“What is the most beneficial exercise that I should be doing?”
Personal trainers are often asked this question and the answer given can vary from trainer to trainer. I have heard exercises like Turkish getups, power cleans, or medicine ball tosses be suggested. I believe the simplest, best answer is the deadlift.
The deadlift exercise can be described by its component words. It is basically pulling or picking up a dead (no momentum), weighted object from the floor. Some responses when I have proposed deadlifting to a client include: “I’m not a powerlifter!”, “Bodybuilding isn’t for me” or “You have to lift heavy weights to deadlift, right?” However, everyone - no matter what age or fitness ability, can reap the benefits of deadlifting.
Truth be told, we do it already in our everyday lives without even realizing it. As a parent, I often squat or stoop down to pick up my kids or toys off the floor. What type of movement are we performing when we pick up a package off the front porch, or carry a chair from room to room? These variations of movement are all in essence a deadlift.
Because deadlifting mimicks everyday movement, it is considered a functional exercise. Deadlifting is also a total body movement and is considered “complex”. This term simply means that it uses multiple joints (ankles, knees, hips, spine, etc) and engages various muscles simultaneously throughout the body. The primary muscles engaged are the gluteals, hamstrings, quadriceps, forearms (grip), and abdominals (front and back).
Due to it being complex, deadlifting is a great exercise to build overall strength. It also burns many calories due to the sheer amount of muscle groups it engages and it works directly to aid in posture. Finally, I find that it is FUN. I enjoy incorporating various deadlift forms into my personal workouts, as well as into the workouts of my clients - even the ones that are in their 50’s, 60’s, 70’s and 80’s.
Deadlift Exercise Tips
When the deadlift is performed properly and at an appropriate resistance, the likelihood of injury goes down and the positive effects of the exercise increase (i.e. strength, stamina, stability, confidence, etc). Here are some important tips:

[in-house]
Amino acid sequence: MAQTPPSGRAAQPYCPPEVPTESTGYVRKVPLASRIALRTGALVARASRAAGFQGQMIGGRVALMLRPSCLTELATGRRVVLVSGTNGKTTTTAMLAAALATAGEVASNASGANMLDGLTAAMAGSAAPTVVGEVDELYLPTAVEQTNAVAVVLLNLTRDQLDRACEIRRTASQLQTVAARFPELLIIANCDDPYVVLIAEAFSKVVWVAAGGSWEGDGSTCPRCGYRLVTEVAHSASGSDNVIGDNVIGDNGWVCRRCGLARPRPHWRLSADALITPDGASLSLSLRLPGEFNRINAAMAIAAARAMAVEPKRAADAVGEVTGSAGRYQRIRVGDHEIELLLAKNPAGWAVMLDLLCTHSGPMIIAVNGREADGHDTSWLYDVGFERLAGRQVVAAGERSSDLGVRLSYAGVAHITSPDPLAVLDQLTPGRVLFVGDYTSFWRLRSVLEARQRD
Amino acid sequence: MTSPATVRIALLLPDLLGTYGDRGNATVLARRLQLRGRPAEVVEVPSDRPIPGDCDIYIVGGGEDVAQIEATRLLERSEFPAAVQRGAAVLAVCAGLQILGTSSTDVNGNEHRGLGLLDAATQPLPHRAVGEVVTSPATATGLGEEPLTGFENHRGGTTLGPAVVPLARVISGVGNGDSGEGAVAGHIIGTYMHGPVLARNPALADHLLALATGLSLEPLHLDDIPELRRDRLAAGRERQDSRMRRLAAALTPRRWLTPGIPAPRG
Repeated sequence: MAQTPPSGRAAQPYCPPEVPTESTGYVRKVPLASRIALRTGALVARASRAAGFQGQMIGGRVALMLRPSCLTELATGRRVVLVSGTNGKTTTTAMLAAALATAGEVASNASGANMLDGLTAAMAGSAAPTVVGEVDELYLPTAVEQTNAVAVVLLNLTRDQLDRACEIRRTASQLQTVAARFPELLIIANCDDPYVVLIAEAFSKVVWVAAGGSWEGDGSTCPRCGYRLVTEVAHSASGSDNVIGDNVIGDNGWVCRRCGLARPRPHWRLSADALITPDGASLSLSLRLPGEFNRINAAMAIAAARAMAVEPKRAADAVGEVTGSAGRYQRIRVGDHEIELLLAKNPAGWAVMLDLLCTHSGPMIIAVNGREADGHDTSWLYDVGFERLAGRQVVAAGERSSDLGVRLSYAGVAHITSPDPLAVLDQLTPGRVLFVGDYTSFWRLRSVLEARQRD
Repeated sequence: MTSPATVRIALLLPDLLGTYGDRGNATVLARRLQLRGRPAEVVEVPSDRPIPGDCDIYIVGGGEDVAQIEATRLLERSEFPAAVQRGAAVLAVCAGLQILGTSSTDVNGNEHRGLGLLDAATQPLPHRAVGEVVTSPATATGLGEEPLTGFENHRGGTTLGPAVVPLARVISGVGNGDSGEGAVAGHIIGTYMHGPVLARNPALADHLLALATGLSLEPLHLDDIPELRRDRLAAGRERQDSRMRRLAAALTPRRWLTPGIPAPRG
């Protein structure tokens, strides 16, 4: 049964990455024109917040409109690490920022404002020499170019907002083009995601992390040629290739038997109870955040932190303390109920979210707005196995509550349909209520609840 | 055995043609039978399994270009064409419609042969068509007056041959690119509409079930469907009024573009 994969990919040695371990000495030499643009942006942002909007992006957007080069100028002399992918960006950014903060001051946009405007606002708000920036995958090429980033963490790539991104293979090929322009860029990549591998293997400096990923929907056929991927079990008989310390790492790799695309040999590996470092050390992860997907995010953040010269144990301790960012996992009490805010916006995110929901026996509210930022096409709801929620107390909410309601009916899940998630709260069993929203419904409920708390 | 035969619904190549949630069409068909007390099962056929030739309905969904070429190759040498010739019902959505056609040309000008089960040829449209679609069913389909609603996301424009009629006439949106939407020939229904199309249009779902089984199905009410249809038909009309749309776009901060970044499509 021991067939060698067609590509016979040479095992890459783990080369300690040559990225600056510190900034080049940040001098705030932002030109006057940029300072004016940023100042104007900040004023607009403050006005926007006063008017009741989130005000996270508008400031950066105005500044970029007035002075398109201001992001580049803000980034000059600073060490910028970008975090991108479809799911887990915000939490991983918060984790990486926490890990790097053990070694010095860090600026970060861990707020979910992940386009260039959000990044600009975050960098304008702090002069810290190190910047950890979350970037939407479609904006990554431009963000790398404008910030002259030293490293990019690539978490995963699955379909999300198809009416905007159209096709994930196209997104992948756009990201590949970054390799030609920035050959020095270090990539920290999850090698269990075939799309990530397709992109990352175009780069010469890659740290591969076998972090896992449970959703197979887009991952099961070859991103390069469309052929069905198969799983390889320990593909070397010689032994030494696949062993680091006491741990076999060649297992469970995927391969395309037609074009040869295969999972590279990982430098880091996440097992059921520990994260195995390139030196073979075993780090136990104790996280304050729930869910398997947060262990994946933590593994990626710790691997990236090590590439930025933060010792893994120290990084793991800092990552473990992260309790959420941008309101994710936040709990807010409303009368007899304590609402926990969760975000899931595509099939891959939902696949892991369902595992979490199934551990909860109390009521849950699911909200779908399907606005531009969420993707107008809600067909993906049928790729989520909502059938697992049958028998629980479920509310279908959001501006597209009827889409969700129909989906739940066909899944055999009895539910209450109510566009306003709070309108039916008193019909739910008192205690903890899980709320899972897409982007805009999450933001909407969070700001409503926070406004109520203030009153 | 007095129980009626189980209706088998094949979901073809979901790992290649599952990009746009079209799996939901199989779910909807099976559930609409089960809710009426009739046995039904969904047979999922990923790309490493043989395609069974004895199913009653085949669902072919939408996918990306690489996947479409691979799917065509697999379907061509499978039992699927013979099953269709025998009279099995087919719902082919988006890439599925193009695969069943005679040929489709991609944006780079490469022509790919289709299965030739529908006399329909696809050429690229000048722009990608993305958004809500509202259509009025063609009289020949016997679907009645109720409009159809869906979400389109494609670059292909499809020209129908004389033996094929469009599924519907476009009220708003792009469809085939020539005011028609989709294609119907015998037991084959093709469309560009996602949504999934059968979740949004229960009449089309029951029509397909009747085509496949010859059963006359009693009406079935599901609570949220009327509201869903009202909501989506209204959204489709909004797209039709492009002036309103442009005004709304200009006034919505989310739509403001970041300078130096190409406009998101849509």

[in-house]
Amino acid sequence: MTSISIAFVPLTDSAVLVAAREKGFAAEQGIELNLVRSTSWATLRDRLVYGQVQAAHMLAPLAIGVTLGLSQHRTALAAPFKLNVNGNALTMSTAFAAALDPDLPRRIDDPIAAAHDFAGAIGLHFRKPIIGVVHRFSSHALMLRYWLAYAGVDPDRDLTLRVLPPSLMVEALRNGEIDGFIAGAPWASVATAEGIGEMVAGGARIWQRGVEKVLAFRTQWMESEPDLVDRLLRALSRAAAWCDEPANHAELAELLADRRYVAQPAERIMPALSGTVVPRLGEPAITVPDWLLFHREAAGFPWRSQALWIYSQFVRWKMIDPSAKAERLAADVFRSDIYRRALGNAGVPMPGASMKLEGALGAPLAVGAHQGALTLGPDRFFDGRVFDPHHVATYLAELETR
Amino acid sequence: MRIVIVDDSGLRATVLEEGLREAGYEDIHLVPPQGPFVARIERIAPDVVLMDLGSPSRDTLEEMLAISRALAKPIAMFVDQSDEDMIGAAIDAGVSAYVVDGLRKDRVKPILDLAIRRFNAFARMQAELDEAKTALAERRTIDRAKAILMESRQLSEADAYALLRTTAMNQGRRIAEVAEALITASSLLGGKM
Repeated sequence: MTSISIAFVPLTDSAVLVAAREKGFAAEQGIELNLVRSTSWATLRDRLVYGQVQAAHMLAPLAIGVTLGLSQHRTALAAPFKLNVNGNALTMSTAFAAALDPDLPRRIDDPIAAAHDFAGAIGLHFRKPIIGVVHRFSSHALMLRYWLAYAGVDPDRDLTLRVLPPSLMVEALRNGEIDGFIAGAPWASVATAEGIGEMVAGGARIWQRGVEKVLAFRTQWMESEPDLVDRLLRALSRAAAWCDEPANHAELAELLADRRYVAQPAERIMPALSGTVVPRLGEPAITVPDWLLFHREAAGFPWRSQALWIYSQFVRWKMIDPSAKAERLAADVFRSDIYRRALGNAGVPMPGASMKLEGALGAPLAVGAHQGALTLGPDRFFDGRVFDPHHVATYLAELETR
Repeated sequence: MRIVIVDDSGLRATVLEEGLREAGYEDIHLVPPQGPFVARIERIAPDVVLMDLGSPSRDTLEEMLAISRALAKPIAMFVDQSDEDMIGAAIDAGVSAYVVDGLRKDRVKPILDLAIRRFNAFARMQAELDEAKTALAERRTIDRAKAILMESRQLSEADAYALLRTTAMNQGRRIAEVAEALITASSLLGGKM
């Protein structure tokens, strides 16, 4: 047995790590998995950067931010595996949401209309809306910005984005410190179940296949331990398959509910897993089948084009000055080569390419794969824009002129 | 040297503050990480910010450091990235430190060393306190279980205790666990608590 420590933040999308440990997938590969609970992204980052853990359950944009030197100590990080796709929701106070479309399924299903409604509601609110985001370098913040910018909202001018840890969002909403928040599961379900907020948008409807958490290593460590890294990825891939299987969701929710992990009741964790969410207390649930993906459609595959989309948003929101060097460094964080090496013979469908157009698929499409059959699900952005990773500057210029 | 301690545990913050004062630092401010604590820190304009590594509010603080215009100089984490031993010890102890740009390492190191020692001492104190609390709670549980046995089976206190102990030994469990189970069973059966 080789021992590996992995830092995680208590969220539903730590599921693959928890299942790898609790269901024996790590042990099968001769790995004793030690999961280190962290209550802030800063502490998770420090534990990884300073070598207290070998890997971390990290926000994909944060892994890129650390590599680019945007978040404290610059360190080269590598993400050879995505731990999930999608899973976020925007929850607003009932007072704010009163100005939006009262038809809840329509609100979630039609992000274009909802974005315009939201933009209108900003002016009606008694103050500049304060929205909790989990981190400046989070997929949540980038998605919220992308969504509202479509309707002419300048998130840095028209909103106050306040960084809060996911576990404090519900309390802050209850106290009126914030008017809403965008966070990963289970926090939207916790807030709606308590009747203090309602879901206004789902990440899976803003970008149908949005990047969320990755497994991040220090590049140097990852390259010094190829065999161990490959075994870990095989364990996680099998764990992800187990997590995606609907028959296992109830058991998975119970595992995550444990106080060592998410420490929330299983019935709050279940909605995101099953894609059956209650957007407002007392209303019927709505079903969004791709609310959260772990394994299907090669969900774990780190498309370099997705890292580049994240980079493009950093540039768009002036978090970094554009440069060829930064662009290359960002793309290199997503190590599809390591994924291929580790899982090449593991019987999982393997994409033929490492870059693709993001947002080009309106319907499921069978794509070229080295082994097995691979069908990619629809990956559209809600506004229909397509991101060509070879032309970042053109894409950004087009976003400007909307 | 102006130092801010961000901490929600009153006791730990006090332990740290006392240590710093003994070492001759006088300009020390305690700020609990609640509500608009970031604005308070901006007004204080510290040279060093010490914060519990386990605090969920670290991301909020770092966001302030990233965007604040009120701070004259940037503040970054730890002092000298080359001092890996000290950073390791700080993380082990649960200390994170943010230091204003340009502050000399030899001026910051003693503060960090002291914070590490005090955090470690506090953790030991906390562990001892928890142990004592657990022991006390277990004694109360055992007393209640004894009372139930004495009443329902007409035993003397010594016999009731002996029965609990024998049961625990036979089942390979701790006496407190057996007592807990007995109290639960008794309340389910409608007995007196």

- Your feet should be spaced hip-width apart with your grip just outside your legs. The grip can be overhand or alternate.
- Your back should be flat - neutral spine - from start to finish.
- Your shoulders should be back and down (relaxed).
- The bar should remain in contact or in close contact with your legs for the entire range of motion.
- The bar should travel at a constant or controlled speed throughout the motion.
- Your hips and knees should move together to transfer the bar from the ground to the upper thigh.
- Arching the back: Arching or hyper extending the back shifts the load to the lower back instead of the hips.
- Rounding the shoulders: Allowing the shoulders to come forward disengages the back muscles, which should instead be helping stabilize the spine.
- Jerking the bar: The slack should be taken from the bar by squeezing the back muscles and keeping the arms straight. The bar should be lifted in a smooth motion without jerking or hitching.
- Squatting: The objective of a deadlift is to hinge at the hips. Knees will be slightly bent, but should not bend so deeply as to be in asquatted position.
- Too far from the bar/load: If the load is too far forward (away from the lower legs), the only way to grab it is by distorting the correct posture. This can increase the likelihood for injury.
- Uncontrolled lowering of the weight: Bending the knees too soon when lowering the weight can put pressure on the lower back. Only bend the knees once the bar has passed them on the way down.
Grip & Stance Variations:
Set and Repetition Schemes:
Inexperienced lifters should keep the sets, repetitions and resistance low. Sets should consist of 1 warm-up set and then 2-3 sets at a working weight that is approximately 50-60% of maximum exertion. Repetitions should be kept around the 6-8 range. More experienced lifters will look to add 1-2 more sets with weights ranging from 60-90% of their 1RM (one rep max) and repetitions ranging from 1-6.
A great rule of thumb for determining the appropriate weight selection is the last 2-3 repetitions of each set should feel like you are really having to work for them. The flip side to this is you will know it is too much weight if you cannot complete the recommended number of repetitions or when your technique starts to fall apart.
Personal Trainer Josh Karow, M.S., CSCS, ACSM EP-C has a Master's degree in Exercise Science and multiple, nationally accredited certifications. He loves to keep workouts fun by adding variation and he enjoys seeing people progress toward their goals. When away from the RAC, he enjoys spending time with his family and pets.
Contact Josh Karow at (507) 287-9335 ext. 354.
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